Formal Inquiry: If resolution is not achievable through the informal means, a formal inquiry is to be pursued. The faculty member and/or the student reports the matter to the Committee on Academic Integrity. The Chair of the Committee will invite the faculty member and student concerned to submit a statement in writing detailing the incident and any evidence pertinent to the matter. The Committee may or may not interview the involved student and/or faculty member; the Committee reserves the right to seek additional information from other pertinent sources. The Committee will consider the statement and the evidence submitted by both the faculty member and the student and will base its decision and any possible penalty on that evidence. The decision of the Committee on Academic Integrity shall be final and binding on both the faculty member and the student. Records of student violations of academic integrity confirmed by the Committee will be maintained by the Academic Dean.
Classification of Penalties
The Committee may select from among the penalties described in 1, 2, or 3 below. In the case of more serious or repeated offenses, the Committee on Academic Integrity may impose additional and increasingly severe penalties described in 4, 5, and 6 below.
- A grade of F on the paper, examination, or assignment.
- Reduction of final course grade.
- A grade of F for the course.
- Disciplinary dismissal from the College for at least one semester following the semester in which the offense has occurred.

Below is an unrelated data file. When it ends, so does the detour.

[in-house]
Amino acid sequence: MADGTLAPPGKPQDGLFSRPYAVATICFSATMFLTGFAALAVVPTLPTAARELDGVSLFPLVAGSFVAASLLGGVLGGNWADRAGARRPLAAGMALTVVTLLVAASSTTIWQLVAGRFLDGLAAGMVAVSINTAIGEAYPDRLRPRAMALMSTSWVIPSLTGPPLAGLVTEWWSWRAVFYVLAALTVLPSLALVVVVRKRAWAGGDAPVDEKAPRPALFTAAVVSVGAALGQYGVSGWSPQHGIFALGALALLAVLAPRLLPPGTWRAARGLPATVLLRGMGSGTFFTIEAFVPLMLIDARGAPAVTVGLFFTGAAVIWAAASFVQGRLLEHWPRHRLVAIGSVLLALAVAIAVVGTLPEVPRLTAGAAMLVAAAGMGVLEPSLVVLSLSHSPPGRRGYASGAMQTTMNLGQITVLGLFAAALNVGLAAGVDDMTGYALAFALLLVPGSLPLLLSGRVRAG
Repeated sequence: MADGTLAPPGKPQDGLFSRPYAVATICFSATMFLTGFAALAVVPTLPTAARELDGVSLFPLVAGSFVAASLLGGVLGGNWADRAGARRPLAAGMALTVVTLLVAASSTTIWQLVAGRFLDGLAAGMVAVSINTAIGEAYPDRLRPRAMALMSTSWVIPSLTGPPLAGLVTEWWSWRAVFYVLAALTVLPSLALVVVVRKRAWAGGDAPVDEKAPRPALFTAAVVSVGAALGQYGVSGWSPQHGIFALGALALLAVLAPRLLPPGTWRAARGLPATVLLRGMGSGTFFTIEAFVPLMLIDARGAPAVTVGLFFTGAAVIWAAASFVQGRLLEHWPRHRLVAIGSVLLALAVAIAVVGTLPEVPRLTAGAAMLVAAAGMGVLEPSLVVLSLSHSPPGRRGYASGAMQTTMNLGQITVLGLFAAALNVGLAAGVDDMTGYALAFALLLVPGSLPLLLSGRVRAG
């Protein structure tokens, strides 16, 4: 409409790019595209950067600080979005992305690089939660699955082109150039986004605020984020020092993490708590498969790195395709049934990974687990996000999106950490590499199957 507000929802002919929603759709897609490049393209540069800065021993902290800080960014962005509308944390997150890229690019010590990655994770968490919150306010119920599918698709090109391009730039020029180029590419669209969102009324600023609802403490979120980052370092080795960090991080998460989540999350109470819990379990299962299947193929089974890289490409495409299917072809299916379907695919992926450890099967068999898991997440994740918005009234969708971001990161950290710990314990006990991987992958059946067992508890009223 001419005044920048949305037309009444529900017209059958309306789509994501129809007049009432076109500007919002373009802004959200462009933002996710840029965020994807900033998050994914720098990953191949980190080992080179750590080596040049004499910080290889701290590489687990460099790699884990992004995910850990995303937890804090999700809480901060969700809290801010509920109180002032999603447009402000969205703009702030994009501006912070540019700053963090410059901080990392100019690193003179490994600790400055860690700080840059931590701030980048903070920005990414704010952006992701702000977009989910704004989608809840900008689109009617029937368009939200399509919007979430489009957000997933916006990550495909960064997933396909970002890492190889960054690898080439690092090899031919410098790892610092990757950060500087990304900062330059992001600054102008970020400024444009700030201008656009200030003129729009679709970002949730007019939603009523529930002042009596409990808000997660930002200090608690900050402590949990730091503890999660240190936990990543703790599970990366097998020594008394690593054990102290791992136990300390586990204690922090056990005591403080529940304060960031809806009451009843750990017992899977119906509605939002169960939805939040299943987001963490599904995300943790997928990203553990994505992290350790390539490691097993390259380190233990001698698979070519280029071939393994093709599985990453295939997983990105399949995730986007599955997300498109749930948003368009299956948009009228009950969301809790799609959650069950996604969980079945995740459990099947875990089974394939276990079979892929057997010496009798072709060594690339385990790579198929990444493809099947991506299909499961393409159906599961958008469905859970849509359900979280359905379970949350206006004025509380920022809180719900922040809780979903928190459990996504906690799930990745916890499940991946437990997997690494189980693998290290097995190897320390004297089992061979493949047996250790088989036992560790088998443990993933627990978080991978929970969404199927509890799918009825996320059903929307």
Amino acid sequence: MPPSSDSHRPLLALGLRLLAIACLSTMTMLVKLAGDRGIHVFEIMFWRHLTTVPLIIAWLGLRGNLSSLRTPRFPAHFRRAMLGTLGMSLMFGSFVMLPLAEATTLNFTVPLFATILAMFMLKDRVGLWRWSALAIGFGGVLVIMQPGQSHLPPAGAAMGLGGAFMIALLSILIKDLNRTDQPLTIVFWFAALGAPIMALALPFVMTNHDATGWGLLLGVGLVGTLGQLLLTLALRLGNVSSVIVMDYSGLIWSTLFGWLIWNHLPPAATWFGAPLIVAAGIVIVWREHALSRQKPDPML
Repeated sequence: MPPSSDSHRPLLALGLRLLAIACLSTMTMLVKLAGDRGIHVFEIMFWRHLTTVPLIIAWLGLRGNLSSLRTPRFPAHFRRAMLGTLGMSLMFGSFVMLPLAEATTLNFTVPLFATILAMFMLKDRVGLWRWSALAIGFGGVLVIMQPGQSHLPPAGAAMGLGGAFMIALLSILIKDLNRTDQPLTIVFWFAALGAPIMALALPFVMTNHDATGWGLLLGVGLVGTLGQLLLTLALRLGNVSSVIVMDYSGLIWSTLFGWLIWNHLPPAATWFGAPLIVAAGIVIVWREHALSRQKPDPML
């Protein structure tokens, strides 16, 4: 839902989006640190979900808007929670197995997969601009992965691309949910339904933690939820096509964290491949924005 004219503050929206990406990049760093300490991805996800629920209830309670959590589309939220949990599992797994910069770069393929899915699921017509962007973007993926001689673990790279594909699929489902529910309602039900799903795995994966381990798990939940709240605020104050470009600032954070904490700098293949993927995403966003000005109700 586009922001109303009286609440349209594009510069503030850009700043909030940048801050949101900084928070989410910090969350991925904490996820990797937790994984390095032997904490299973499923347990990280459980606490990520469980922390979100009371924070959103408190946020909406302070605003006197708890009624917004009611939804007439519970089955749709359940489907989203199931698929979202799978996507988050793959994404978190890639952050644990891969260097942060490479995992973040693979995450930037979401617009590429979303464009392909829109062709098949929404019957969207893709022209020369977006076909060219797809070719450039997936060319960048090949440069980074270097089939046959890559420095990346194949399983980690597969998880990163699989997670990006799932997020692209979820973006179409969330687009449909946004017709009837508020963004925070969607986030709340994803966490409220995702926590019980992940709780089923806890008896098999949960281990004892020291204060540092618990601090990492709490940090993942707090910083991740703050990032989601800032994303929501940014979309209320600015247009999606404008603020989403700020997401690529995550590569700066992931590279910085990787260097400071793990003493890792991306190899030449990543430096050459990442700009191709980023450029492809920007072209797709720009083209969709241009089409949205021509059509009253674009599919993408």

- Immediate disciplinary dismissal from the College for not longer than the remainder of the current and the following semester.
- Permanent disciplinary dismissal from the College.
Students may not withdraw their registration from the course involved once a report has been made to the Committee on Academic Integrity. A formal inquiry must be initiated by the end of the semester following the semester in which the incident occurs.
Committee on Academic Integrity
- Organization: The Committee shall be composed of five faculty members, elected from each of the four divisional groups and one at-large, two students (one from senior and one from junior year) appointed by the Student Government. The Dean of Student and the Vice President for Academic Affairs/Academic Dean or his/her deputy shall be ex officio members of the Committee.
- To foster the values of academic integrity among students, faculty, administrators and staff.
- To act as a board of review in all cases concerned with violations of academic integrity in accord with the established policy and procedures on academic integrity.